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Released by Carnegie Mellon University in 1998, Alice is an object-based programming language with an integrated development environment (IDE) that uses drag-and-drop features to create 3D computer games and animations.

The programming language was first developed at the University of Virginia in 1994, then at CMU since 1997, by a research group led by Randy Pausch.

Alice is a block-based programming environment that makes it easy to create animations, build interactive narratives, and program 3D games. It is designed to be an educational programming language, as well, as it motivates learning through creative exploration, teaches logical and computational skills, and the fundamental principle of programming. It often serves as the first exposure to object-oriented programming.

The drag-and-drop features of the Alice IDE eliminates the possibility of syntax errors, such as missing semicolons, curly braces, quotation marks, misspellings, or identifiers.

Alice includes a large library of off-the-shelf 3D objects and predefined methods, making it easy for game developers to create 3D worlds from these objects, which can then be animated through object-oriented programming.

Overseeing the development of the language, the Alice Project offers supplemental tools and materials for teaching by use of the language, reaching a wide spectrum of age groups. As an educational language, Alice is designed to teach programming theory without the semantics of production languages like C++. There is no syntax to learn or remember. It is used by teachers in middle schools, and even some at the earlier ages, as well as in universities, to supplement the curriculum in subjects ranging from visual arts and language arts to the fundamentals of programming.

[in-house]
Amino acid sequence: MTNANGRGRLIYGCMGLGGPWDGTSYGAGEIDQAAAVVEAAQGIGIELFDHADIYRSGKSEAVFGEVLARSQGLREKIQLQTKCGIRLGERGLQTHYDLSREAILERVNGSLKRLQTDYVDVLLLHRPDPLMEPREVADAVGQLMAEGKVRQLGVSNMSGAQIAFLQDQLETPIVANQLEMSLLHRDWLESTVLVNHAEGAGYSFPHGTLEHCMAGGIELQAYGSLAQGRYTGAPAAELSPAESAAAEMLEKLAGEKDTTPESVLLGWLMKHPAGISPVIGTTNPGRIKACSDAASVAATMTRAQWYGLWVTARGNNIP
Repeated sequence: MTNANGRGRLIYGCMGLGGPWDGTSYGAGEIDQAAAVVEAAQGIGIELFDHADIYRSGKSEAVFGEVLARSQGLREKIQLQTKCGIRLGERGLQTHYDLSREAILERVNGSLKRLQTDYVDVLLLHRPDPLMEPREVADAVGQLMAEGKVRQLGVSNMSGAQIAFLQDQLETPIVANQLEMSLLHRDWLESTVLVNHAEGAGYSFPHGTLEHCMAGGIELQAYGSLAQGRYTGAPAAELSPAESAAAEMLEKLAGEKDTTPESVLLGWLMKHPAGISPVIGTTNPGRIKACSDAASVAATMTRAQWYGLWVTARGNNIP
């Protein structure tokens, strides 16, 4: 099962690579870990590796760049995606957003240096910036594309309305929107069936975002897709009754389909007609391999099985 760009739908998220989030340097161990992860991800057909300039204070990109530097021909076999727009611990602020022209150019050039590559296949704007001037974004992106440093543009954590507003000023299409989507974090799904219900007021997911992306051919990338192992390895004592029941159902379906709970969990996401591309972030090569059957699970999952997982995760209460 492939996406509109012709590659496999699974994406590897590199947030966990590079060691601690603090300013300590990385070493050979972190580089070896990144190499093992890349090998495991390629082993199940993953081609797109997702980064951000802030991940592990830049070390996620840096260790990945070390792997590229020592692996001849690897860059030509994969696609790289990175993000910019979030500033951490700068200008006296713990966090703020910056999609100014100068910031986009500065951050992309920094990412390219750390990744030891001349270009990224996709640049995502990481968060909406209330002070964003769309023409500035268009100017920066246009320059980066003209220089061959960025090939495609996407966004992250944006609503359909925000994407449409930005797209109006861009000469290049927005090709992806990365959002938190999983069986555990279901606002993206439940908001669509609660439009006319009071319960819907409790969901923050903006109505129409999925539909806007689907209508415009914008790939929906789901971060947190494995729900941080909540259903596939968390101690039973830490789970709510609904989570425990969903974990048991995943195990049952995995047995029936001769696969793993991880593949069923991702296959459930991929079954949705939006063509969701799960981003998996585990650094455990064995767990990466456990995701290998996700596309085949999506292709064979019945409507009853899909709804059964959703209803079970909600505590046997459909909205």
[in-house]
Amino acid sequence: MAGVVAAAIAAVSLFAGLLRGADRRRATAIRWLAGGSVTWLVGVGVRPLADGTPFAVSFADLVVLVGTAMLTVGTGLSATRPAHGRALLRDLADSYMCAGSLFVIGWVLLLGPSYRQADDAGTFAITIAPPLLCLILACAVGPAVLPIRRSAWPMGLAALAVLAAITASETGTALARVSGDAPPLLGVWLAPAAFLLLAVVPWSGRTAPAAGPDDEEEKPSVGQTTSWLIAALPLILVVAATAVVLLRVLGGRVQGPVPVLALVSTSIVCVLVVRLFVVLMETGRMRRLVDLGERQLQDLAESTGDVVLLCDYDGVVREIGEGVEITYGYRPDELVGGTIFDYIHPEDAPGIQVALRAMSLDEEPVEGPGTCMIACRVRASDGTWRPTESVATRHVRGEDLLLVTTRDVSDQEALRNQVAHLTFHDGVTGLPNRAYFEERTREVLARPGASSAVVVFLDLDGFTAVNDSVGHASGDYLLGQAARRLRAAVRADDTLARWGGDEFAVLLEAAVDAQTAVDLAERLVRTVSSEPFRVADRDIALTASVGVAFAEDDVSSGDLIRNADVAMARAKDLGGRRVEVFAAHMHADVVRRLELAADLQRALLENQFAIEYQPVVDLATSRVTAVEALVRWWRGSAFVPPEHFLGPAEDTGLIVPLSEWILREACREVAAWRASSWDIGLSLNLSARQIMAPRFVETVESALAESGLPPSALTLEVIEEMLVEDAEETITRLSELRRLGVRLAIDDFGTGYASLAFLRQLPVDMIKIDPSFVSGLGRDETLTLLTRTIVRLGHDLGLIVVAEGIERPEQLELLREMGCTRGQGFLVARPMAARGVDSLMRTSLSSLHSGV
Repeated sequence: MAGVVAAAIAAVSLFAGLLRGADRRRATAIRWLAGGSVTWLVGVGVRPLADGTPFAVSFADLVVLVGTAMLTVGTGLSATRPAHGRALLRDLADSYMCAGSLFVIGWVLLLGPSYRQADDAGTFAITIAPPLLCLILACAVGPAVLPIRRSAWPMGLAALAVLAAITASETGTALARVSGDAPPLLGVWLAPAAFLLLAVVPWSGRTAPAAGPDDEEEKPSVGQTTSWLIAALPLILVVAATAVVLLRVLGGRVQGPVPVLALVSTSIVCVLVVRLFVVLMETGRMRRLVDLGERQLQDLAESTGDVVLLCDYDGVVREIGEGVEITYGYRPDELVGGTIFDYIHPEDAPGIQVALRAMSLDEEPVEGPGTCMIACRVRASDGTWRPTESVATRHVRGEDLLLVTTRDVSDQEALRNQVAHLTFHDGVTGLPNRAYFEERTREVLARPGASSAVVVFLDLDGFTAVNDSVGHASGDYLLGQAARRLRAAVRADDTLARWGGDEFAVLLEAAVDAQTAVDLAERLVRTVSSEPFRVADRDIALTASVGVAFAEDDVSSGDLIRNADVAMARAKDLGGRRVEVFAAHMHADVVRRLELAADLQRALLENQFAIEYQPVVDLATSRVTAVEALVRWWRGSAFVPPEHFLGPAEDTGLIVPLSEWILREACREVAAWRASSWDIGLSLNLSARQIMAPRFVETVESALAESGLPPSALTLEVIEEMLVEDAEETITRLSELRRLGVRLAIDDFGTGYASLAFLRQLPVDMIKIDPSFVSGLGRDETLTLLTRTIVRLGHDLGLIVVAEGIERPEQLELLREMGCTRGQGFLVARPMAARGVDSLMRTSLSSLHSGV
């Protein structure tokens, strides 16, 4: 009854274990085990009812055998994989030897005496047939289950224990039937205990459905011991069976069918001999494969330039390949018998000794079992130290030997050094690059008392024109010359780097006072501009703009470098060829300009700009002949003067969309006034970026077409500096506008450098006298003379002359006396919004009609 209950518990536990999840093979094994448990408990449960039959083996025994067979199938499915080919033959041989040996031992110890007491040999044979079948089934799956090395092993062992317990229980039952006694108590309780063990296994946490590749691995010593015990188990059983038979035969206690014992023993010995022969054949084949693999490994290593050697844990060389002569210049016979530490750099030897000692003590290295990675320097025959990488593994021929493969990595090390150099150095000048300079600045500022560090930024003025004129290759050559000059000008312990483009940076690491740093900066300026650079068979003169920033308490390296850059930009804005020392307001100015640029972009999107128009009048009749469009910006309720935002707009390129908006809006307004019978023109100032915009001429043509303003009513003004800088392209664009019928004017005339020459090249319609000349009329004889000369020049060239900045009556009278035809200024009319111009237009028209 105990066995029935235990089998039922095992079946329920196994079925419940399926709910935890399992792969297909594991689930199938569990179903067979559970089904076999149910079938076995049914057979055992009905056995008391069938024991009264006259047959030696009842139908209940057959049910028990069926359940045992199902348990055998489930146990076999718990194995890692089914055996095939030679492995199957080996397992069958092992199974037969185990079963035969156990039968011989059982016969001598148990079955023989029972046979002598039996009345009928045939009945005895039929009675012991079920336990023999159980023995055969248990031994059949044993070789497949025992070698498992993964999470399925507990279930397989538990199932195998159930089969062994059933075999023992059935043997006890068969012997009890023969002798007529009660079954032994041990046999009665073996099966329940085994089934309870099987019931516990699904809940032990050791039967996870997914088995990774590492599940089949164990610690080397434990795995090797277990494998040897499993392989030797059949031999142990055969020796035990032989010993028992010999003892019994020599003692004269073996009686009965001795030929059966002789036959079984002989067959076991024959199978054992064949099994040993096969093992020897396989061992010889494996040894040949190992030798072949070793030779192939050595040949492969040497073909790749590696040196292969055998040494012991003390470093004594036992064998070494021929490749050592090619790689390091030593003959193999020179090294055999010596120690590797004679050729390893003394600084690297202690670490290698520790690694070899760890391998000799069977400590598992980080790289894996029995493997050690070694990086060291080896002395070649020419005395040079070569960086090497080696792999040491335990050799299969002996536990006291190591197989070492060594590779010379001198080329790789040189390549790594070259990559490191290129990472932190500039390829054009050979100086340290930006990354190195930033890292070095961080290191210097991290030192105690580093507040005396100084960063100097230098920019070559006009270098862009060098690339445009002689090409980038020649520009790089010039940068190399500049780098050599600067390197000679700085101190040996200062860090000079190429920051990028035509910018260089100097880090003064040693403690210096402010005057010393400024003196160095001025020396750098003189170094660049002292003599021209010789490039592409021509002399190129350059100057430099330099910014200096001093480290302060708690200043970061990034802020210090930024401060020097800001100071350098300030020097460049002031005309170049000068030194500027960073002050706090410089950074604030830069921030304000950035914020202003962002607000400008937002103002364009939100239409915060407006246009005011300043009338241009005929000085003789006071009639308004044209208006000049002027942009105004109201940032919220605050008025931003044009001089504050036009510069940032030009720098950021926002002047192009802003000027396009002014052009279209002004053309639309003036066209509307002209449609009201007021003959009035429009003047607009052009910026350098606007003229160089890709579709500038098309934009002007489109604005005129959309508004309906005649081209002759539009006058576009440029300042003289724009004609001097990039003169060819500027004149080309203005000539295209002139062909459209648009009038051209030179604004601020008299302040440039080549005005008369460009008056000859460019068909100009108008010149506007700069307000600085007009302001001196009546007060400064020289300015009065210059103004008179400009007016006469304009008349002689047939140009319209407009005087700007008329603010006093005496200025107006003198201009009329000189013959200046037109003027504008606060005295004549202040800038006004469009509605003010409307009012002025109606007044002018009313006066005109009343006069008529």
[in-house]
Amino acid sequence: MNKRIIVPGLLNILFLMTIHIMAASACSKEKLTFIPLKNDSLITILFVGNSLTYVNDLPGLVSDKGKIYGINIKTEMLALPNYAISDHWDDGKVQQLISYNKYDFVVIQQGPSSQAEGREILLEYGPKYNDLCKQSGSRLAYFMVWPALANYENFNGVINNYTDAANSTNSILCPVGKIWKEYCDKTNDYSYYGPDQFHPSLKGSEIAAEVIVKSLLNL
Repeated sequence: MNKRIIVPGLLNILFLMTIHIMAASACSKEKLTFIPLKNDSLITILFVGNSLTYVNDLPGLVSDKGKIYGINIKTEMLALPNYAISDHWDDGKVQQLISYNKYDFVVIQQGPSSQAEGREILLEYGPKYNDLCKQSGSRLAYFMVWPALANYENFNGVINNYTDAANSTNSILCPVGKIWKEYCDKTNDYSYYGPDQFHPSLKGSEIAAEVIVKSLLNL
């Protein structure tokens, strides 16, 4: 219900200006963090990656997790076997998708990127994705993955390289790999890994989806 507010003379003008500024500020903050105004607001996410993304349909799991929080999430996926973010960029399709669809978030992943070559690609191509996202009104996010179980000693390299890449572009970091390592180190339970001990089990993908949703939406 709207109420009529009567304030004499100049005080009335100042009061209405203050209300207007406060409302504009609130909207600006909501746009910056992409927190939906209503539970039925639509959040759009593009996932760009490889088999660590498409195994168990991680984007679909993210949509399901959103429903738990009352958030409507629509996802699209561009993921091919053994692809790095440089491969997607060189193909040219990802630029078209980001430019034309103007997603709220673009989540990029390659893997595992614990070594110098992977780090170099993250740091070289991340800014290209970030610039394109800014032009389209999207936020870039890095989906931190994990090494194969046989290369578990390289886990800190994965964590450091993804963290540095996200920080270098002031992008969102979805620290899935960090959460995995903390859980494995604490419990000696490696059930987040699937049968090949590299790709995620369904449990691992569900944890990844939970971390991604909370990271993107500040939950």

Developed at Washington University in St. Louis, Looking Glass is an adaptation of Alice intended for children age ten and up, teaching them to create and share animated stories, simple games, and virtual pets.

Alice is free to use, but the source code is not available. It can also be used with NetBeans to convert the Alice file into Java.

The focus of this category, of course, is the Alice programming language, the Alice IDE, Looking Glass, or any other tools designed to facilitate the use of Alice, as well as sites displaying or promoting books, tutorials, guides, user groups, or forums related to the language.



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